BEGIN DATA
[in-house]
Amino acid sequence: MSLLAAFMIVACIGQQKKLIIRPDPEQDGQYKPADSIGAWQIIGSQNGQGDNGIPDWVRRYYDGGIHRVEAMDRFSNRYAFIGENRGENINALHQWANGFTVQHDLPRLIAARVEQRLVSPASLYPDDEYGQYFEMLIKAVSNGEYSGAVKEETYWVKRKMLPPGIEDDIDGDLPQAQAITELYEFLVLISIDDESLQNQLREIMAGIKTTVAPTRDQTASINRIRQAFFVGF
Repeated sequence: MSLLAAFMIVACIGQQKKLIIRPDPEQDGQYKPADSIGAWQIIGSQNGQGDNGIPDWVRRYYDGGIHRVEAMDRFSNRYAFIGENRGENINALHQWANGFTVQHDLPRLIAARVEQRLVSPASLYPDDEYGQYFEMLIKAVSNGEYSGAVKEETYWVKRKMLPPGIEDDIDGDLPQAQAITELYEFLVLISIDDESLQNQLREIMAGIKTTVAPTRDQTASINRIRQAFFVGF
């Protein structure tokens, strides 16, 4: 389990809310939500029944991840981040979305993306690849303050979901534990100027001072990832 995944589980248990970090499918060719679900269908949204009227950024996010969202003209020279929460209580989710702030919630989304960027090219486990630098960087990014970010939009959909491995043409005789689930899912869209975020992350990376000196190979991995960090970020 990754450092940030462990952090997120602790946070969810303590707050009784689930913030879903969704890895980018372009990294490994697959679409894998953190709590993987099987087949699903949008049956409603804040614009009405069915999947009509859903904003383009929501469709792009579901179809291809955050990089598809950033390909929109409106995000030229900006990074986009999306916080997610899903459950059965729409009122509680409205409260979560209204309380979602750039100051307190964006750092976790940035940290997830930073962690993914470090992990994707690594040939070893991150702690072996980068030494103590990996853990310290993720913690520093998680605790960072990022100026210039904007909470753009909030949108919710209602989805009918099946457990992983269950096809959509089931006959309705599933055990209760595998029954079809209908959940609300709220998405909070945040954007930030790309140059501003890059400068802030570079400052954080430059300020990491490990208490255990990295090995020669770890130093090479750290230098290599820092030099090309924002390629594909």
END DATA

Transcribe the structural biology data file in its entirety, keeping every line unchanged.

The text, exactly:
[in-house]
Amino acid sequence: MSLLAAFMIVACIGQQKKLIIRPDPEQDGQYKPADSIGAWQIIGSQNGQGDNGIPDWVRRYYDGGIHRVEAMDRFSNRYAFIGENRGENINALHQWANGFTVQHDLPRLIAARVEQRLVSPASLYPDDEYGQYFEMLIKAVSNGEYSGAVKEETYWVKRKMLPPGIEDDIDGDLPQAQAITELYEFLVLISIDDESLQNQLREIMAGIKTTVAPTRDQTASINRIRQAFFVGF
Repeated sequence: MSLLAAFMIVACIGQQKKLIIRPDPEQDGQYKPADSIGAWQIIGSQNGQGDNGIPDWVRRYYDGGIHRVEAMDRFSNRYAFIGENRGENINALHQWANGFTVQHDLPRLIAARVEQRLVSPASLYPDDEYGQYFEMLIKAVSNGEYSGAVKEETYWVKRKMLPPGIEDDIDGDLPQAQAITELYEFLVLISIDDESLQNQLREIMAGIKTTVAPTRDQTASINRIRQAFFVGF
């Protein structure tokens, strides 16, 4: 389990809310939500029944991840981040979305993306690849303050979901534990100027001072990832 995944589980248990970090499918060719679900269908949204009227950024996010969202003209020279929460209580989710702030919630989304960027090219486990630098960087990014970010939009959909491995043409005789689930899912869209975020992350990376000196190979991995960090970020 990754450092940030462990952090997120602790946070969810303590707050009784689930913030879903969704890895980018372009990294490994697959679409894998953190709590993987099987087949699903949008049956409603804040614009009405069915999947009509859903904003383009929501469709792009579901179809291809955050990089598809950033390909929109409106995000030229900006990074986009999306916080997610899903459950059965729409009122509680409205409260979560209204309380979602750039100051307190964006750092976790940035940290997830930073962690993914470090992990994707690594040939070893991150702690072996980068030494103590990996853990310290993720913690520093998680605790960072990022100026210039904007909470753009909030949108919710209602989805009918099946457990992983269950096809959509089931006959309705599933055990209760595998029954079809209908959940609300709220998405909070945040954007930030790309140059501003890059400068802030570079400052954080430059300020990491490990208490255990990295090995020669770890130093090479750290230098290599820092030099090309924002390629594909």